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Hackernoon logoThe "Golden Million" Upwork Freelancers: Between Conspiracy Theory and Business Reality by@nebojsa.todorovic

The "Golden Million" Upwork Freelancers: Between Conspiracy Theory and Business Reality

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@nebojsa.todorovicNebojsa “Nesha” Todorovic

I smoke like Mark Twain, drink like Ernest Hemingway, kiss like Charles Bukowski, write like myself.

You have probably heard and read about the “Golden Billion” conspiracy theory.

The golden billion (Russian: золотой миллиард, tr. zolotoy milliard) is a term, in the Russian-speaking world, referring to the relatively wealthy people in industrially developed nations, or the West.[1] (source: wikipedia)

I used to think that the “Golden Million” Upwork freelancers plan is one of those conspiracy theories. The first time I read about it was on Twitter. One of the Upwork freelancers made a shocking claim that more than 100K user accounts were purged in one single week. In my comment to his tweet, I asked for evidence. You can’t make claims such as these without the numbers to back it up, can you?

Guess what? I got this screenshot in a reply, which I’m sharing with you here.

As you can see for yourself, more than 100K freelance accounts on Upwork simply vanished over one week.

My personal feeling is that the freelancers with “no earnings yet” were particularly vulnerable and I dare to say a “targeted” category in this purge.

I just had to do so some additional checking, and at least, compare results from more than one independent source. So, I did it.

This is a screenshot from Thinknum’s article. When you compare the dates of these two screenshots May 11th and 5th, you get close results in the number of Upwork user accounts.

Then I remembered that I made one screenshot myself back in 2019 when I published an article on Hacker Noon.

When you compare my screenshot and particularly the number of freelancers “any amount earned” with the previously mentioned article (screenshot), you get a very close number of accounts prior to the “Great Upwork Purge,” more than 2M+, give it or take.

Now, here’s a billion-dollar question.

Why is Upwork purging freelance accounts on such scale, and if I may add, promptly?

It’s a ridiculous idea that hundreds of thousands of freelancers were violating Upwork Terms at the same time. So, we can’t blame them, can we? Yes, I’m pointing a finger at Upwork for a reason.

Just recently, the new Upwork CEO Hayden Brown was the special guest of CNBC’s Mad Money with Jim Cramer. I think you can find this video on YouTube or somewhere else online. Long story short, Upwork CEO just confirmed what we all knew: this platform has had the merciless Fortune 500 business orientation. Meaning, Upwork has become unacceptably overcrowded in terms of the number of freelancers who are working there from Upwork’s own perspective.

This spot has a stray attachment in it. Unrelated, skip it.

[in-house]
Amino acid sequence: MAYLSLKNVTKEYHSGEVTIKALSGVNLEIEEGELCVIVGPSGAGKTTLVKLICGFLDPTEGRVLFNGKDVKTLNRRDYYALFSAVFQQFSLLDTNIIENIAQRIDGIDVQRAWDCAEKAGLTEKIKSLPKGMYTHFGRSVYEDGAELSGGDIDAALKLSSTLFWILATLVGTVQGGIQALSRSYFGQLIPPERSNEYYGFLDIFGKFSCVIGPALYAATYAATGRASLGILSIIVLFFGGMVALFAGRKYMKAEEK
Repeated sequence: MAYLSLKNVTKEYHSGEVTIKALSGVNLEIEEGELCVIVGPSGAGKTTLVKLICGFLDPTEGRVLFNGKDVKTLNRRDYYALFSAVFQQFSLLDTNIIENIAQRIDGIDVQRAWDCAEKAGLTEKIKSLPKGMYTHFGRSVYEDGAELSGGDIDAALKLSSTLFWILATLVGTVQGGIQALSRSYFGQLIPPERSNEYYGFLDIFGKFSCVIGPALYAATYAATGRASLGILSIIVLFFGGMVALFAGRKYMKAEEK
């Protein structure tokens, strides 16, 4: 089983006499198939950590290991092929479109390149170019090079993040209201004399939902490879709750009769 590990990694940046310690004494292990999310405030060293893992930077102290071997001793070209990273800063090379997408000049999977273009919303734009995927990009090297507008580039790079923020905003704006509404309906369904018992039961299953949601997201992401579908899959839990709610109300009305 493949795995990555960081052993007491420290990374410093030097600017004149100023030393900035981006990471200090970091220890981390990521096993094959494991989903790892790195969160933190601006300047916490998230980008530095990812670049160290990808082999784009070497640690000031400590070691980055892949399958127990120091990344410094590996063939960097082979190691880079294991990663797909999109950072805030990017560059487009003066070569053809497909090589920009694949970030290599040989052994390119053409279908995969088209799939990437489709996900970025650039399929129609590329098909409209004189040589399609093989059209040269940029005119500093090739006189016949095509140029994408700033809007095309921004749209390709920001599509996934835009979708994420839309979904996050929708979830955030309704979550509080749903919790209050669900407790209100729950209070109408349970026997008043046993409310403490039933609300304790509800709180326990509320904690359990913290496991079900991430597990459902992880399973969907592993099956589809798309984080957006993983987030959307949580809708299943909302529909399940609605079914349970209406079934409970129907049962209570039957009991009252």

The next thing you know, one million freelance accounts disappeared in less than a year.

This is how I come up with my theory of Upwork’s “Golden Million.”

Unfortunately, this isn’t where my story and theory end. It would be wrong to think that those freelancers who weren’t purged could consider themselves to be lucky or even blessed with an opportunity to work on the biggest and most popular platform in the freelance industry. Why?

Well, let’s look at the numbers again.

Only about 10% of one million Upwork freelancers make more than $10K.

Now, do you remember all those shameless and insensitive articles on Forbes and Business Insider about six-figure freelancers on Upwork? I dare to say that these super-successful guys don’t get even close to the one whole percent. Again, this is my personal estimate based on all of these numbers you were able to see for yourself. Plain and simple, there’s no way of knowing for sure.

And The Moral of My Story About Upwork’s “Golden Million” Freelancers Is?

Just to be perfectly clear. It’s Upwork’s way or some other freelance highway. If Upwork one day decides to close all freelance accounts, who’s to stop them? Upwork can do whatever they want with their own platform (business).

My personal problem is that Upwork could’ve cut their service fees for no more than a few symbolic percents and saved thousands of freelance accounts for a change.

My problem is that every freelancer deserves a fair chance because you simply don’t know when one project can change someone’s life. If I’m the only one who’s having a problem with the Upwork’s purge then - nothing.

My word of advice to all those victims of Upwork’s “freelanocide” is simple: Don’t cry for Upwork because Upwork certainly doesn’t cry for you.

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